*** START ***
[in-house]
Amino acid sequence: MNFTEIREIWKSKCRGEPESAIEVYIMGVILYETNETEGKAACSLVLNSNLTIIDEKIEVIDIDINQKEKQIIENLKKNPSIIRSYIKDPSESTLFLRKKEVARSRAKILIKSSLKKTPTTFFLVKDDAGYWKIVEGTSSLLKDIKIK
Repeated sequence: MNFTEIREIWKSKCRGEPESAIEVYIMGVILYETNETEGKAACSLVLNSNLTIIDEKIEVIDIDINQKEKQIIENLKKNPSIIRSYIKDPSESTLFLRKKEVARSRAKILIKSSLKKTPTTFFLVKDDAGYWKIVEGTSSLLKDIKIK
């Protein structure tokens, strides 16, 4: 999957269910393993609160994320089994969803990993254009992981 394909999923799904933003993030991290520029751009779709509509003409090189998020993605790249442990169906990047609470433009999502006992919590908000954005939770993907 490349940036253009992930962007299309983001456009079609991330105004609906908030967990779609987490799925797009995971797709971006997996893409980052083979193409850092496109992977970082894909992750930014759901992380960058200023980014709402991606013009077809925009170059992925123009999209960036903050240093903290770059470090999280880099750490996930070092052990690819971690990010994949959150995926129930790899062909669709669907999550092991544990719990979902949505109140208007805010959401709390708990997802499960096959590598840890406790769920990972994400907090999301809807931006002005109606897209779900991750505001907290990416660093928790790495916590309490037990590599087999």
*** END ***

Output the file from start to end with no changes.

[in-house]
Amino acid sequence: MNFTEIREIWKSKCRGEPESAIEVYIMGVILYETNETEGKAACSLVLNSNLTIIDEKIEVIDIDINQKEKQIIENLKKNPSIIRSYIKDPSESTLFLRKKEVARSRAKILIKSSLKKTPTTFFLVKDDAGYWKIVEGTSSLLKDIKIK
Repeated sequence: MNFTEIREIWKSKCRGEPESAIEVYIMGVILYETNETEGKAACSLVLNSNLTIIDEKIEVIDIDINQKEKQIIENLKKNPSIIRSYIKDPSESTLFLRKKEVARSRAKILIKSSLKKTPTTFFLVKDDAGYWKIVEGTSSLLKDIKIK
């Protein structure tokens, strides 16, 4: 999957269910393993609160994320089994969803990993254009992981 394909999923799904933003993030991290520029751009779709509509003409090189998020993605790249442990169906990047609470433009999502006992919590908000954005939770993907 490349940036253009992930962007299309983001456009079609991330105004609906908030967990779609987490799925797009995971797709971006997996893409980052083979193409850092496109992977970082894909992750930014759901992380960058200023980014709402991606013009077809925009170059992925123009999209960036903050240093903290770059470090999280880099750490996930070092052990690819971690990010994949959150995926129930790899062909669709669907999550092991544990719990979902949505109140208007805010959401709390708990997802499960096959590598840890406790769920990972994400907090999301809807931006002005109606897209779900991750505001907290990416660093928790790495916590309490037990590599087999």